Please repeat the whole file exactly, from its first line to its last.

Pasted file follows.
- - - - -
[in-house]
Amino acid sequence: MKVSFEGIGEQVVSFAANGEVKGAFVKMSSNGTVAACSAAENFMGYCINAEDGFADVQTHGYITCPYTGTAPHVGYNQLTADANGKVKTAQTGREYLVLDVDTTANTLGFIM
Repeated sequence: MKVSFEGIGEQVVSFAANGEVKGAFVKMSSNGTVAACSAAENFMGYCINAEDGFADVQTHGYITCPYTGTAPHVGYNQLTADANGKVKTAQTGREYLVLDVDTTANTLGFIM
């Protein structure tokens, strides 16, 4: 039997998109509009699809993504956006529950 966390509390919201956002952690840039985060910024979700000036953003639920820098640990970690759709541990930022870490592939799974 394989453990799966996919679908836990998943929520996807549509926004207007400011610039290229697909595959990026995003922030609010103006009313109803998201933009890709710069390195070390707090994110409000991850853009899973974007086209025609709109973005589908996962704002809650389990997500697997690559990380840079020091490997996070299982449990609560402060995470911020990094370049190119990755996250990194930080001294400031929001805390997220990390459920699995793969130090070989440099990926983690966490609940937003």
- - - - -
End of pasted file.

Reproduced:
[in-house]
Amino acid sequence: MKVSFEGIGEQVVSFAANGEVKGAFVKMSSNGTVAACSAAENFMGYCINAEDGFADVQTHGYITCPYTGTAPHVGYNQLTADANGKVKTAQTGREYLVLDVDTTANTLGFIM
Repeated sequence: MKVSFEGIGEQVVSFAANGEVKGAFVKMSSNGTVAACSAAENFMGYCINAEDGFADVQTHGYITCPYTGTAPHVGYNQLTADANGKVKTAQTGREYLVLDVDTTANTLGFIM
């Protein structure tokens, strides 16, 4: 039997998109509009699809993504956006529950 966390509390919201956002952690840039985060910024979700000036953003639920820098640990970690759709541990930022870490592939799974 394989453990799966996919679908836990998943929520996807549509926004207007400011610039290229697909595959990026995003922030609010103006009313109803998201933009890709710069390195070390707090994110409000991850853009899973974007086209025609709109973005589908996962704002809650389990997500697997690559990380840079020091490997996070299982449990609560402060995470911020990094370049190119990755996250990194930080001294400031929001805390997220990390459920699995793969130090070989440099990926983690966490609940937003």